Monthly Archives: March, 2007


The core of Microsoft Vista is, by most accounts, a pretty solid operating system, though I can’t speak from any personal experience. In fact, I’ve scarcely had any experience of XP, having abandoned Windows for the Mac about 6 years ago; something I’ve never had cause to regret.

I thought Peter Gutman’s excellent report on how the operating system has been crippled to accommodate the whims of Hollywood was a good reason to maintain my distance. Now it appears that it may not be that good even at copying, renaming or deleting files

Paper post

Scan of filofax page Scan of filofax page

It’s nearly a year since I started wondering about this as a way of combining my paper and electronic worlds. Then I came across the Fujitsu ScanSnap scanners, but certain recent events made me consider one more seriously, and after reading enthusiastic reviews by several owners I decided it was worth trying.

The default modus operandi is that you put one or more sheets of whatever size in the hopper, press the Scan button, and you get a timestamped PDF file in the directory of your choice. Very handy. See Fujitsu’s little demo video to get the idea.

Now, I realise it’s a bit unsportsmanlike to push my advantage when you’re probably already reeling from the staggering coolness of it all, but, yes, there’s more. This scanner isn’t the only gadget I’ve acquired recently that deals in PDFs. So I can take what comes from the scanner and copy it straight onto my Sony PRS.



I should have chosen a more subtle paper colour for my example, to make it more readable on a monochrome screen, or done some image processing on it. This was just a simple copy of the PDF.

Anyway, I could now carry the contents of many notebooks with me, if I wanted, in something rather smaller than a single one! Of course, I’d have to introduce my old Moleskines to Madame La Guillotine before I could feed them through the scanner, but it’s worth considering…

Star Trek medicine?

An interesting article in last week’s Economist talks about ‘flu vaccinations. The majority of individuals who have a jab are elderly, for the obvious reason that they are more likely to die from catching ‘flu than the young.

However, as the parents of any small child know, it is the young who bring pestilence into the home. Thereafter, adults spread coughs and sneezes in their workplaces. Vaccinating the young would reduce the spread of flu, thus saving lives.

Indeed, if 77% of young people were given jabs, seasonal flu could be all but eliminated. A utilitarian strategy, however, is a top-down affair because it relies on a community-wide programme, rather than on individuals’ choices about whether to get vaccinated.

In other words, as Spock might put it, the needs of the many outweigh the needs of the few, or the one. Whether Dr Spock would agree, I could not say!

The only case where it seems likely that people will get themselves vaccinated for the greater good of society is when a pandemic threatens. There, the needs of the one are closely aligned with the needs of the many.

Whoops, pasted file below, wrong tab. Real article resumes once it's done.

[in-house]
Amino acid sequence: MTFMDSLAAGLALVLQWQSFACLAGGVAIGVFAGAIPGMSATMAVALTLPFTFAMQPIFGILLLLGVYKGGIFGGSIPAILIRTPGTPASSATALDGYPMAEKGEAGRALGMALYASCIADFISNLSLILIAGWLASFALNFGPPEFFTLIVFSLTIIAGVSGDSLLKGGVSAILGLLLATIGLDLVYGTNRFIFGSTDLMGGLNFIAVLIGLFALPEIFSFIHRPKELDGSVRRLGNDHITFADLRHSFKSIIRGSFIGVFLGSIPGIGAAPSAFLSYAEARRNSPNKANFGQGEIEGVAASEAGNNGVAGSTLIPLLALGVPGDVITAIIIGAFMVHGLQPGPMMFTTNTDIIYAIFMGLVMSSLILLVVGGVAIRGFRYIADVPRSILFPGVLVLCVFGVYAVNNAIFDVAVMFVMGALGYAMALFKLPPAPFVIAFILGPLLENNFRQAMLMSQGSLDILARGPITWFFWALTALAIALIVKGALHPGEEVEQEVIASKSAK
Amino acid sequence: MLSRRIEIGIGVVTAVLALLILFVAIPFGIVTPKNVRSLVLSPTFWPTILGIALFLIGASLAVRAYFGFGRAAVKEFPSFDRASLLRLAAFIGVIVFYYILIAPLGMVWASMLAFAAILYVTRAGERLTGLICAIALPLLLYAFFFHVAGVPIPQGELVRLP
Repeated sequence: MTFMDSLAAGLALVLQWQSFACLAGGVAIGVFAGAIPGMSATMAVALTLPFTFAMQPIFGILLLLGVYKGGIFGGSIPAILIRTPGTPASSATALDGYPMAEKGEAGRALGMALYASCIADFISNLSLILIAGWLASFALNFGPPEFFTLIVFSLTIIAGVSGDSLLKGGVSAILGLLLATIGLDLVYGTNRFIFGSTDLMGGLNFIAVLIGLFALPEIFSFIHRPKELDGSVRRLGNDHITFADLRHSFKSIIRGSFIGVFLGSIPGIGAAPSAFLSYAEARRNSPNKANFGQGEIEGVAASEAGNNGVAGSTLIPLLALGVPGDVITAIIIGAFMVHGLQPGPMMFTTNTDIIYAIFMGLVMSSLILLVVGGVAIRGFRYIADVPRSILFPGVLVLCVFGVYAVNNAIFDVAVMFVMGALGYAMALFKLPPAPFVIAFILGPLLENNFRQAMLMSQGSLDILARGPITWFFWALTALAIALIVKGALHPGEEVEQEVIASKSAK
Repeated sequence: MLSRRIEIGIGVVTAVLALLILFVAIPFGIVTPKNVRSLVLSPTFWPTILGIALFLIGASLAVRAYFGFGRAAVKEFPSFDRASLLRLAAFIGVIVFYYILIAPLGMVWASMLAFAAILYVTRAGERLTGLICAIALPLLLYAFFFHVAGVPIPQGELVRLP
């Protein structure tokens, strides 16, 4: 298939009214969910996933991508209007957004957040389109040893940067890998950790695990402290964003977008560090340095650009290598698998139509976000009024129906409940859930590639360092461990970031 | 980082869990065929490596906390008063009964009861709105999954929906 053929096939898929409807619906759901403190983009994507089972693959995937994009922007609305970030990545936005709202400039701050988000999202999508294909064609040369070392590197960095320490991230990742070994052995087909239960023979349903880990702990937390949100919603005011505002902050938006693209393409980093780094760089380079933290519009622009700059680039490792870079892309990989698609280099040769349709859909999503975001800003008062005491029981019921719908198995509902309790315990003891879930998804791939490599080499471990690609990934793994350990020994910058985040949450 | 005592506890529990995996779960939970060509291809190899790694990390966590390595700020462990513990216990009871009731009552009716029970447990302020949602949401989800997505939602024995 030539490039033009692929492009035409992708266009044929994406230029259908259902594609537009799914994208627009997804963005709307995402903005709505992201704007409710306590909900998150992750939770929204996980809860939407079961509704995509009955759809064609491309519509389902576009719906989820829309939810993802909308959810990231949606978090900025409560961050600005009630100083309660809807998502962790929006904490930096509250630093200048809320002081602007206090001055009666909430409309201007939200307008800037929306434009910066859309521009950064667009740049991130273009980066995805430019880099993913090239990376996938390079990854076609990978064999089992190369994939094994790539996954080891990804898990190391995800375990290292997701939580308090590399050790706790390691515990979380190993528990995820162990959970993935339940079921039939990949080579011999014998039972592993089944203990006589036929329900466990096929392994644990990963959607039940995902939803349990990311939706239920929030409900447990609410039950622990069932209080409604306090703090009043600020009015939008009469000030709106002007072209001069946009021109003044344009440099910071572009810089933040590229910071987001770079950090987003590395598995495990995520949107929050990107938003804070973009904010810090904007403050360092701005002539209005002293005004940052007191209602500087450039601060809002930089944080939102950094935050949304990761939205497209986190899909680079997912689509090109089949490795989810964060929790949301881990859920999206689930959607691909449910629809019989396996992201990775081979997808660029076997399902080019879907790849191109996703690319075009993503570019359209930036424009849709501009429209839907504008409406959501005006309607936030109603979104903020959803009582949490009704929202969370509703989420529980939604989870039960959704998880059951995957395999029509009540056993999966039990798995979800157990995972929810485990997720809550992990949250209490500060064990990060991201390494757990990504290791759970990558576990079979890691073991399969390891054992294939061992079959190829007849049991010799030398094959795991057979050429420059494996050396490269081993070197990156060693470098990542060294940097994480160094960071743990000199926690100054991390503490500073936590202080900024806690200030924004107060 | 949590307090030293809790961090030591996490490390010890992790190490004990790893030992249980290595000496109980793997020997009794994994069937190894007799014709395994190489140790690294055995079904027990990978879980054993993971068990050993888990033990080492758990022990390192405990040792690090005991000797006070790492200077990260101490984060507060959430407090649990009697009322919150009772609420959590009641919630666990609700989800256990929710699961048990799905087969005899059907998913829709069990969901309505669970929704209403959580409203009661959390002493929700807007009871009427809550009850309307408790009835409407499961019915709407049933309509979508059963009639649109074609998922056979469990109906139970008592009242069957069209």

The Grimm Truth

John’s Observer column has a very nice illustration of the problem with current copyright law. As Larry Lessig put it, it’s increasingly formulated to ensure that “…no one can do to the Disney Corporation what Walt Disney did to the Brothers Grimm”.


AppleTVWell, that didn’t take long. People are already opening up the AppleTV and installing extra stuff on it, like browsers, and Perian, which gives you the ability to play rather more video formats. There’s a wiki with more info here.

Now, I have a Mac Mini under my TV so I don’t need one of these. But I can think of a few nice uses for a box that size if somebody made it run Linux… which I’m guessing might not be too hard…

Mafia at work?

Yesterday I jokingly asked Michelle, who does the company accounts, whether I had been paid this month, because my bank account seemed rather lower than I thought it should be. She laughed and said that I had. I went away mildly concerned about my profligacy.

This morning I opened my bank statement and discovered that it was substantially lower than it should be, because there were 16 fraudulent cash withdrawals in the last two and a half weeks, starting in Milan and Rome, but then moving to the US. Over £2500 gone altogether. Ouch.

The banks will fix this with relatively little incovenience on my part, I think. But since I carefully avoid having, or using, too many cards it means I now need to dig out another card which I haven’t used for some time and hope I can remember its PIN number. And perhaps such an unexpected burst of activity will look fraud on that card too!

Anyway, the moral of the story is that it pays to check your statements carefully!

Today’s talk

Highly recommended: Malcolm Gladwell’s TED2004 talk. In just 15 mins, you’ll find out what every business needs to know about spaghetti sauce. Watch it over breakfast and you’ll have a whole new topic of dinnertime conversation…

Regular readers will know that I’m a huge fan of these TED talks; I’ve posted before about Michael Shermer’s talk, and those from Peter Donnelly and Dan Gilbert. If you’ve got a shiny new AppleTV and you’re looking for some content for it, or you have a video-capable iPod and want something to watch on the train, you owe it to yourself to subscribe to these in your iTunes. Just click here.